Authors' Addresses . . . . . . . . . . . . . . . . . . . . . . . 7 9. References . . . . . . . . . . . . . . . . . . . . . . . . . 8
9.1. Normative References . . . . . . . . . . . . . . . . . . 8
9.2. Informative References . . . . . . . . . . . . . . . . . 8
Authors' Addresses . . . . . . . . . . . . . . . . . . . . . . . 8
1. Introduction 1. Introduction
MPLS LSP Ping, described in [RFC4379], allows initiator to encode The MPLS LSP Ping, described in [RFC4379], allows an initiator to
instructions (Reply Mode) on how responder is to send response back encode instructions (Reply Mode) on how a responder should send the
to the initiator. [I-D.ietf-mpls-return-path-specified-lsp-ping] response back to the initiator. [RFC7110] also allows the initiator
also allows initiator to encode a TLV (Reply Path TLV) which can to encode a TLV (Reply Path TLV) which can instruct the responder to
instruct responder to use specific LSP to send response back to the use specific LSP to send the response back to the initiator. Both
initiator. Both approaches are powerful as they provide ability for approaches are powerful as they provide the ability for the initiator
the initiator to control the return path. to control the return path.
It is, however, becoming increasingly difficult for an initiator to However, it is becoming increasingly difficult for an initiator to
select the "right" return path to encode in MPLS LSP echo request select a valid return path to encode in the MPLS LSP echo request
packets. Consequence of initiator not selecting the "right" return packets. If the initiator does not select a valid return path, the
path encoding can result in false failure of MPLS LSP Ping and MPLS LSP echo reply will not get back to the initiator. This results
Traceroute operations, due to initiator not receiving back expected in a false failure of MPLS LSP Ping and Traceroute operation. In an
MPLS LSP echo reply. Resulting from an effort to minimize such false effort to minimize such false failures, different implementations
failures, implementations may result in having different "default" have chosen different default return path encoding for different LSP
return path encoding per LSP type and per operational type. types and LSP operations. The problem with implementations having
Deviating "default" return path encoding, potentially, per vendor per different default return path encoding is that the MPLS echo reply
LSP type per operational type can drift this technology from will not work in many cases, and the default value may not be the
consistency axle. Thus it is desirable to have a return path preferred choice by the operators.
encoding mechanism which minimizes false failure scenarios while
reverse direction taking path preferred for operational needs. This document further describes the problem in Section 2, and
proposes a solution in Section 3 to minimizes false failure scenarios
while accommodating operator preferences.
2. Problem Statements 2. Problem Statements
It is becoming increasingly difficult for implementations to It is becoming increasingly difficult for implementations to
automatically supply a workable return path encoding for all MPLS LSP automatically supply a workable return path encoding for all MPLS LSP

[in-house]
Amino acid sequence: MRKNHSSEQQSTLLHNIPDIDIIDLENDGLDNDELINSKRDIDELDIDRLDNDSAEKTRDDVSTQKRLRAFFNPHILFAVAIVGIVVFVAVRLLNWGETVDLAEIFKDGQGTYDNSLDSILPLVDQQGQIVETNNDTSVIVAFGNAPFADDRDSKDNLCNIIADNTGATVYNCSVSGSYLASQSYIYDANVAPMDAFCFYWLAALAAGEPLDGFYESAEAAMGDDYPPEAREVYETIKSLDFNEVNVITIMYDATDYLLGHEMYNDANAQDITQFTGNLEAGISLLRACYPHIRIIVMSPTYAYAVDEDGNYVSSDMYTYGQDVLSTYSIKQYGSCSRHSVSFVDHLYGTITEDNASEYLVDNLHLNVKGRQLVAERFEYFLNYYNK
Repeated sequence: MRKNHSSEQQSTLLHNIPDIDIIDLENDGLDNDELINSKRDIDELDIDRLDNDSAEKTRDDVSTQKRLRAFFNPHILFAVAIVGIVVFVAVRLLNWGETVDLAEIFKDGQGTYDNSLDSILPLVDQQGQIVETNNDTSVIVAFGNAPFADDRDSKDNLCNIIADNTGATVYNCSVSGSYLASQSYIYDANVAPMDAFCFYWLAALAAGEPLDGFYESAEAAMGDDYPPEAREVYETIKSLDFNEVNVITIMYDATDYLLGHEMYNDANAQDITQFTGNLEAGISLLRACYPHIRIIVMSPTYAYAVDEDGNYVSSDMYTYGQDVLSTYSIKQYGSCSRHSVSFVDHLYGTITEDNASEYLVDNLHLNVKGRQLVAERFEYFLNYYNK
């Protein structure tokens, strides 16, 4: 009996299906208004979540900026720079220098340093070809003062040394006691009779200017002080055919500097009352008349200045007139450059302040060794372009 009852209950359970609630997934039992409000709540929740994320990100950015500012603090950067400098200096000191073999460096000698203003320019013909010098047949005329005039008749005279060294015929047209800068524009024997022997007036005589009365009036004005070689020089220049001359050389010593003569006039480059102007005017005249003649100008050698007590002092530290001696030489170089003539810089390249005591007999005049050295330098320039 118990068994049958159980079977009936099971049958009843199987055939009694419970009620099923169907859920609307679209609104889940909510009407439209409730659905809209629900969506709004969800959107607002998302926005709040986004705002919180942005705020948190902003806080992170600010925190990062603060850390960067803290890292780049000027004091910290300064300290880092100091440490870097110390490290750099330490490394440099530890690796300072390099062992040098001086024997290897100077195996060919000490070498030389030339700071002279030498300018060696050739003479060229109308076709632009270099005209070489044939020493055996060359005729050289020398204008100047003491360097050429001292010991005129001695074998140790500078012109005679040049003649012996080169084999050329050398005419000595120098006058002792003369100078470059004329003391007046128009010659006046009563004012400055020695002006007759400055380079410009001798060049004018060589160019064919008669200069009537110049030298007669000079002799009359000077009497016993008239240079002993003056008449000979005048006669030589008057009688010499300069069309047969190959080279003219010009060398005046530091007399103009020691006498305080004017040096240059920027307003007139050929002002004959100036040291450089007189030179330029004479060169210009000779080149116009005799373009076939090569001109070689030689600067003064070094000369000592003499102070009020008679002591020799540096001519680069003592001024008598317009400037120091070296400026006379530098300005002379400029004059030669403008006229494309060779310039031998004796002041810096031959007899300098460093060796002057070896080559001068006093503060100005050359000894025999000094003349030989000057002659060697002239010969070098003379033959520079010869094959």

Ping and Traceroute operations across all LSP types. There are Ping and Traceroute operations across all LSP types. There are
several factors which are contributing to this complication. several factors which are contributing to this complication.
o Some LSPs have control-channel, and some do not. Some LSPs have o Some LSPs have a control-channel, and some do not. Some LSPs have
reverse LSP, and some do not. Some LSPs have IP route in reverse a reverse LSP, and some do not. Some LSPs have IP reachability in
direction, and some do not. the reverse direction, and some do not.
o LSRs on some LSPs can have different available return path(s). o LSRs on some LSPs can have different available return path(s).
Available return path(s) can depend on whether responder is a Available return path(s) can depend on whether the responder is a
transit LSR or an egress LSR. In case of bi-directional LSP, transit LSR or an egress LSR. In case of a bi-directional LSP,
available return path(s) on transit LSRs can also depend on available return path(s) on transit LSRs can also depend on
whether LSP is completely co-routed, partially co-routed or non- whether LSP is completely co-routed, partially co-routed or
co-routed. associated (i.e., LSPs in the two directions are not co-routed).
o MPLS LSP echo request packets may falsely terminate on an o MPLS echo request packets may incorrectly terminate on an
unintended target which can have different available return unintended target, which can have different available return
path(s) than intended target. path(s) than the intended target.
o MPLS LSP Ping operation is expected to terminate on egress LSR. o The MPLS LSP Ping operation is expected to terminate on egress
However, MPLS LSP Ping operation with specific TTL values and MPLS LSR. However, the MPLS LSP Ping operation with specific TTL
LSP Traceroute operation can terminate on both transit LSR(s) and values and MPLS LSP Traceroute operation can terminate on both
egress LSR. transit LSR(s) and the egress LSR.
Except for the case where responder node does not have an IP route Except for the case where the responder node does not have an IP
back to the initiator, it is possible to use Reply Mode of value 2 route back to the initiator, it is possible to use Reply Mode of